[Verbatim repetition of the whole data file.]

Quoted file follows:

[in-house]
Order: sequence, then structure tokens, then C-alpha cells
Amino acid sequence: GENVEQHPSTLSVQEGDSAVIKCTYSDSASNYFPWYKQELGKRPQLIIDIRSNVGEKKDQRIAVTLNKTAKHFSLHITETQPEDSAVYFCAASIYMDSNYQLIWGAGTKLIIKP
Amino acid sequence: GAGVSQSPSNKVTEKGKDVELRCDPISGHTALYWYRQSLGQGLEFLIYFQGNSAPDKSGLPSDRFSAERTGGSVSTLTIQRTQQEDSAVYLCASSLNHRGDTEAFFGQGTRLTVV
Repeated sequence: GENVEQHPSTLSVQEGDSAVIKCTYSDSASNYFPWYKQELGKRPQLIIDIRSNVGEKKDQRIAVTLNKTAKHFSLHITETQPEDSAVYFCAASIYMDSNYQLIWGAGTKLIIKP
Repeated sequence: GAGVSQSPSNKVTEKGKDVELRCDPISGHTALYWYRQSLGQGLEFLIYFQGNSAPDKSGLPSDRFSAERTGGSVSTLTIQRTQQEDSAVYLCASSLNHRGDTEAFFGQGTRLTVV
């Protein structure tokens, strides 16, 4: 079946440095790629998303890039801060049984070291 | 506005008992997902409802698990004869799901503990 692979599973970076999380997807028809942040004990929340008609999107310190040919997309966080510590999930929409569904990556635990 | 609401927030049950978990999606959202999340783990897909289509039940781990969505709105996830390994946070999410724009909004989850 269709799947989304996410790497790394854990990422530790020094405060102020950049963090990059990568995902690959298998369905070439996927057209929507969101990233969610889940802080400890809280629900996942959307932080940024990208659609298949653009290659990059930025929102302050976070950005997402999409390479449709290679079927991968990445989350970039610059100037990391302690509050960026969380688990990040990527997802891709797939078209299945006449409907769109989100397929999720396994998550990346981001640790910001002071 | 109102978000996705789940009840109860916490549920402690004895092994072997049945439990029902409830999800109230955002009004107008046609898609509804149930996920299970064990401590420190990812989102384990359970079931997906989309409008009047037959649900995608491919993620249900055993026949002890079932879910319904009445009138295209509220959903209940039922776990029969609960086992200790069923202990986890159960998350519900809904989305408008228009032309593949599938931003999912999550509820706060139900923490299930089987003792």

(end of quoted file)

[in-house]
Order: sequence, then structure tokens, then C-alpha cells
Amino acid sequence: GENVEQHPSTLSVQEGDSAVIKCTYSDSASNYFPWYKQELGKRPQLIIDIRSNVGEKKDQRIAVTLNKTAKHFSLHITETQPEDSAVYFCAASIYMDSNYQLIWGAGTKLIIKP
Amino acid sequence: GAGVSQSPSNKVTEKGKDVELRCDPISGHTALYWYRQSLGQGLEFLIYFQGNSAPDKSGLPSDRFSAERTGGSVSTLTIQRTQQEDSAVYLCASSLNHRGDTEAFFGQGTRLTVV
Repeated sequence: GENVEQHPSTLSVQEGDSAVIKCTYSDSASNYFPWYKQELGKRPQLIIDIRSNVGEKKDQRIAVTLNKTAKHFSLHITETQPEDSAVYFCAASIYMDSNYQLIWGAGTKLIIKP
Repeated sequence: GAGVSQSPSNKVTEKGKDVELRCDPISGHTALYWYRQSLGQGLEFLIYFQGNSAPDKSGLPSDRFSAERTGGSVSTLTIQRTQQEDSAVYLCASSLNHRGDTEAFFGQGTRLTVV
């Protein structure tokens, strides 16, 4: 079946440095790629998303890039801060049984070291 | 506005008992997902409802698990004869799901503990 692979599973970076999380997807028809942040004990929340008609999107310190040919997309966080510590999930929409569904990556635990 | 609401927030049950978990999606959202999340783990897909289509039940781990969505709105996830390994946070999410724009909004989850 269709799947989304996410790497790394854990990422530790020094405060102020950049963090990059990568995902690959298998369905070439996927057209929507969101990233969610889940802080400890809280629900996942959307932080940024990208659609298949653009290659990059930025929102302050976070950005997402999409390479449709290679079927991968990445989350970039610059100037990391302690509050960026969380688990990040990527997802891709797939078209299945006449409907769109989100397929999720396994998550990346981001640790910001002071 | 109102978000996705789940009840109860916490549920402690004895092994072997049945439990029902409830999800109230955002009004107008046609898609509804149930996920299970064990401590420190990812989102384990359970079931997906989309409008009047037959649900995608491919993620249900055993026949002890079932879910319904009445009138295209509220959903209940039922776990029969609960086992200790069923202990986890159960998350519900809904989305408008228009032309593949599938931003999912999550509820706060139900923490299930089987003792």